Growth hormone is a hormone essential to growth and development. It is produced in a gland at the base of the brain called the pituitary gland . . . If a child does not have enough growth hormone, then the speed of growth is much slower, and the final height is reduced
Lionel Messi was nine years old when his parents realized that his only hope of following a lucrative career as a professional footballer was to follow the doctor’s advice. That the boy had immense talent no one doubted, but this boy wonder had also been diagnosed with a hormonal growth deficiency. If left in the hands of mother nature, his stature and build would remain diminished to such an extent as to put him at a distinct disadvantage to others of his age group, or older, when it came to adult competitive football.
Messi, aged nine, measured 1.27 meters tall, which was about 10 centimeters shorter than the average height for a boy of his age. If his size had been limited by genetics, there would have been little any doctor could have prescribed to alter his ordained adult size. But the fact that Messi had a hormonal deficiency meant that science had a solution.
At hand was Dr Diego Schwarzstein, an Argentine endocrinologist who had moved back to Rosario after working in a practice in Barcelona from 1989 to 1994. He was a long-term fan of Newell’s Old Boys, and was trusted by the club with overseeing the physical development of its child players. It was the club that first suggested a check-up for the child who seemed to be, by a considerable margin, the best among his peers, but who was also simply very small for his age. He was nicknamed ‘La Pulga’, the flea, because his size belied the enormity of his impact on the game, at least while it was played among kids.
‘Don’t worry, one day you will grow to be taller than Maradona. I don’t know if better, but certainly taller,’ Schwarzstein told Messi after he had first met him, accompanied by his parents, at his private clinic in Rosario. The date of that first meeting was 31 January 1997, never forgotten by the doctor, as it was his birthday.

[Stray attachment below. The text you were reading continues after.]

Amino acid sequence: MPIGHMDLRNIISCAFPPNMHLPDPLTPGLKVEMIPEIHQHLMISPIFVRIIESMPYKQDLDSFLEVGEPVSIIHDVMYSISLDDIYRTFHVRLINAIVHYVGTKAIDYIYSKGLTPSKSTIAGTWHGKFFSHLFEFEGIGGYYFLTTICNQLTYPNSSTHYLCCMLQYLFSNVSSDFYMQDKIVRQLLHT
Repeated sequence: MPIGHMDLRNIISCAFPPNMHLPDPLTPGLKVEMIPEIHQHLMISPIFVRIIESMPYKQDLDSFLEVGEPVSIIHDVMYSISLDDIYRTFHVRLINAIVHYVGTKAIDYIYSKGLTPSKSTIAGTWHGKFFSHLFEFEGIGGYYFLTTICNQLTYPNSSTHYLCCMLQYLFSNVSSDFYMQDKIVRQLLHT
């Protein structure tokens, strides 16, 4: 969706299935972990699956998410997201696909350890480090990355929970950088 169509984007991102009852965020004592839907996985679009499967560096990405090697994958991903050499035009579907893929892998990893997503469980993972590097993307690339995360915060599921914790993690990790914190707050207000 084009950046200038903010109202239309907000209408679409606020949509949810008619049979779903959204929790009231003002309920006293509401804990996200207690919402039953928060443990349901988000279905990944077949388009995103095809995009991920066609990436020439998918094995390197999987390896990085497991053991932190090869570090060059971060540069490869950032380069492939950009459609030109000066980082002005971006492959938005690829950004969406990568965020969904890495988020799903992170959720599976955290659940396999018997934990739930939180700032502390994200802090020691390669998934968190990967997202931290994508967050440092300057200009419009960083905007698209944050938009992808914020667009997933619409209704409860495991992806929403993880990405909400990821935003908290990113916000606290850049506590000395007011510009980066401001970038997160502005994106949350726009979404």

Manufactured growth hormone, patented by a US drugs company, had been commercially available since the 1980s but was still not widely in use in Argentina, and it was expensive. Schwarzstein had learnt more about the drug in Barcelona, a city that has always prided itself on its pioneering medical practices as well as its innovative art. The treatment involved a daily injection into the fat underneath the skin, normally in the evening, to fit in with the body’s natural cycle for producing growth hormones. Messi’s parents were assured that the treatment was a relatively straightforward one, with a positive outcome a great deal more likely than any lasting side effects. ‘Messi was one of about every 20,000 in the Argentine population born with a growth hormone deficiency,’ Schwarzstein would recall years later.
There and then, Marini and his wife made up their minds not to go for the treatment. The doctor’s words had shocked them both. For the sports journalist, the meeting would later raise thoughts of Messi, and the risk his parents had taken. ‘My first thoughts were of course about my son and having to accept the doctor’s advice. But later it made me think of Messi, and now I question whether the treatment was justified in his case simply because of the great football player he ended up being.’
When Maradona visited him, he was put on a crash course of unidentified pills and injections, Cornejo told me: ‘Diego was so small when I took him to see Paladino that he didn’t seem strong enough. I wanted Paladino to round him off, get him fatter and bigger. So I asked the doctor to give him vitamins and other things to help him develop. “Cacho,” I said, “you fix him, this boy is going to grow up to be a star.”’
Colomer found himself rounded on by other directors, who rained insults on him and alluded to his former employment by Espanyol, the rival Barcelona team that historically had been considered anti-Catalan. But Colomer was persistent and argued passionately: ‘If you don’t support me,’ he told the doubters, ‘you will be committing the biggest mistake in the club’s history.’ He prevailed. In 2010, four years before he died, Colomer was asked in an interview by the Spanish newspaper El País how he saw his role in the history of Messi. ‘I did my job. That is what I was paid for. There were things that had to be done or else Messi would have left us,’ he recalled with typical modesty